SEATTLE 57-99 (.365) —
Washington 58-98 (.372) 1.0
The Mariners are taking this one right down to the finish, gaining a half-game on the idle Washington Nationals last night in the race for the No. 1 overall draft pick next June — expected to be San Diego State pitcher Stephen Strasburg. I won’t be at the park the next couple of nights. I am finishing off a five-part series on the state of the Mariners that is set to launch tomorrow morning. Over the past week, there have been many questions asked of me by some of you that I’ve deliberately put off because they’re covered in the series. I hope you enjoy it.
Having watched last night’s game, I have to say that I was pleased by what I saw out of Ryan Rowland-Smith yet again. He cut down on the walks allowed and as a result, was able to go seven quality innings yet again. Not easy for any pitcher to consistently deliver between 6 1/3 and 7 innings of quality. Not five-runs worth of seven innings, but three or fewer. And Rowland-Smith has done that. His biggest obstacle to overcome is a lot like what Brandon Morrow faced on Sunday in Oakland. Morrow would get two outs, then lose concentration and allow his pitch count to be run up.
Rowland-Smith has been plagued by those types of issues since his recall from Class AAA. I talked to him about it over the weekend in Oakland and he told me it’s something he’s really got to be aware of. He walks a few too many hitters out of nowhere and then, all of a sudden, he’s out of the game after six-plus innings instead of seven. Last night, he didn’t do that. Towards the end, especially in the decisive, nine-pitch Reggie Willits at-bat, he couldn’t finish the hitter off. Willits fouled off three two-strike pitches. That’s a little different from losing concentration. Rowland-Smith was making pitches and throwing strikes. And Willits eventually beat him with that single.
But if you’re a pitcher, you have to stick with what works and not give in to the hitter. Even if Willits keeps spoiling pitches, he’s not exactly raking them. Better to keep trying to make him miss than to give him what he’s looking for and watch it get drilled. But Rowland-Smith walking only the one hitter gave him some leeway to endure a nine-pitch at-bat. The run scored on the Raul Ibanez error but Rowland-Smith eventually escaped the inning cleanly.
Rowland-Smith notched a few more strikeouts — six — than he has of late as well. These Angels chase pitches more than any other team and thus are prone to strikeouts. But really, since he began as a starter, his strikeouts-to-walks ratio had been far lower than his usual 2-to-1, so it was nice to see him get some balance back into that and also record plenty of groundouts.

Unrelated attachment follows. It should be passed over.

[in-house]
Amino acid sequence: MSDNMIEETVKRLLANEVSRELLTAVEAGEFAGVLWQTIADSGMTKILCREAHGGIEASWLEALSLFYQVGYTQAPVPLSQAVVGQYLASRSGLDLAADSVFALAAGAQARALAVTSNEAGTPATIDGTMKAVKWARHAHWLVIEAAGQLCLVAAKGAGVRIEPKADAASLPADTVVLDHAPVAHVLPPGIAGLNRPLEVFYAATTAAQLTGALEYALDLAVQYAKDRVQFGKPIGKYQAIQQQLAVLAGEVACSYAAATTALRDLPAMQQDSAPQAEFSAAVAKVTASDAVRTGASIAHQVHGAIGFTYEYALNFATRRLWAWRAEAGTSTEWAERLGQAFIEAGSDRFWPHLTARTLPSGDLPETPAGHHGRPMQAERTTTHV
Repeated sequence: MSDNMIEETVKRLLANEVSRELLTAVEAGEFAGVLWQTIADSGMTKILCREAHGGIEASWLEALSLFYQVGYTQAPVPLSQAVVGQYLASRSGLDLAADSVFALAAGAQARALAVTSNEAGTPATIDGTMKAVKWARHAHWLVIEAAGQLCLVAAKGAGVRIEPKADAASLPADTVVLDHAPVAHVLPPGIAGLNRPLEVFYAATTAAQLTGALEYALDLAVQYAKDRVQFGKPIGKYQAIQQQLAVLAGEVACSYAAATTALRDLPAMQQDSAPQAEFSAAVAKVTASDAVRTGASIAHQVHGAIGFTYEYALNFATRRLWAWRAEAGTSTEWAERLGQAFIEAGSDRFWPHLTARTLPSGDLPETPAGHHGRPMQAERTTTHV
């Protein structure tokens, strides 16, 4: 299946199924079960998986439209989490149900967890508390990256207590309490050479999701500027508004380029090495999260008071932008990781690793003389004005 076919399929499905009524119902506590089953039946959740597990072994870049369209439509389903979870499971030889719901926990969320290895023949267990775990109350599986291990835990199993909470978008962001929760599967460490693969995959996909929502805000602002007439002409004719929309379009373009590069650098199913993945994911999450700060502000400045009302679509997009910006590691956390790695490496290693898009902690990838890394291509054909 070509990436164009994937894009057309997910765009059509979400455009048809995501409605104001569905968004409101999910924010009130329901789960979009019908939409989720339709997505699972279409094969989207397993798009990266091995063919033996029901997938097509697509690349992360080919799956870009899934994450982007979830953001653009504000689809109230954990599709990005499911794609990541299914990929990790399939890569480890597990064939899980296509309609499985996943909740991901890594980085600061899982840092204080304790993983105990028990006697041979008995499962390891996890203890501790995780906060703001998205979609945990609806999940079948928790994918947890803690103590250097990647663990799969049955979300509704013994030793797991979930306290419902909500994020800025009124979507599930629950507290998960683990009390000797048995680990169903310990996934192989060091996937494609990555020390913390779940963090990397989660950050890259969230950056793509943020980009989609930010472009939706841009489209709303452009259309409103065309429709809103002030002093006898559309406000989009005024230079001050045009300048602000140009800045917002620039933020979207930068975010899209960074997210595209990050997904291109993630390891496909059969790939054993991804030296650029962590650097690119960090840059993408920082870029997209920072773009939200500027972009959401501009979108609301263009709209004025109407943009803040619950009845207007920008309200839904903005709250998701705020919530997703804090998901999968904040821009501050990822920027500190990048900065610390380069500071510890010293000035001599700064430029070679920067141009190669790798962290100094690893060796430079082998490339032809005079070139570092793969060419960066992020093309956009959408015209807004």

If this is what a more focused Rowland-Smith looks like, the M’s will take it. He’ll never be the prettiest stats guy or dominate teams with his strikeout ability. But the teams he’s faced since August have not all been slouches. Many have put their better lineups out there and he’s shown the ability to endure deep into games without giving up the farm. Much of that is due to mental makeup and the ability to battle out of situations he puts himself into. And he doesn’t allow himself to get rattled when he does give up a lone run — like on last night’s Vlad Guerrero homer. Or an early double or triple that he knows will likely lead to a run. He just focuses on the next hitter and doing what needs to be done. Not on trying to make a perfect pitch. This is the kind of thing you don’t see in stats sheets. The ability to head-off potentially damaging, huge innings by making the right pitches to the right hitters.
Rowland-Smith wasn’t always doing that before heading to Class AAA. But he is now. It’s why he’s limited opponents to two runs or fewer of late, even while scattering a bunch of hits or walking a couple of batters too many. He does make the right pitches at the right time to limit damage. That’s something that can be taught to a degree. But you either have mental toughness as a pitcher or you don’t. You have that makeup, or you’re soft, easily distracted and allow one setback to snowball. And pitchers who don’t have it might get by on sheer talent for a while, but they usually won’t make it in the big leagues. A guy like Rowland-Smith, not exactly Randy Johnson from the left side, can’t rely on ability alone.
The Mariners feel he has that makeup. They are still stunned at how much he’s demonstrated it at this early stage.
And once he tightens up on some of those walks, and puts away hitters a little more quickly later on in games, he should make a very intriguing rotation option for next season.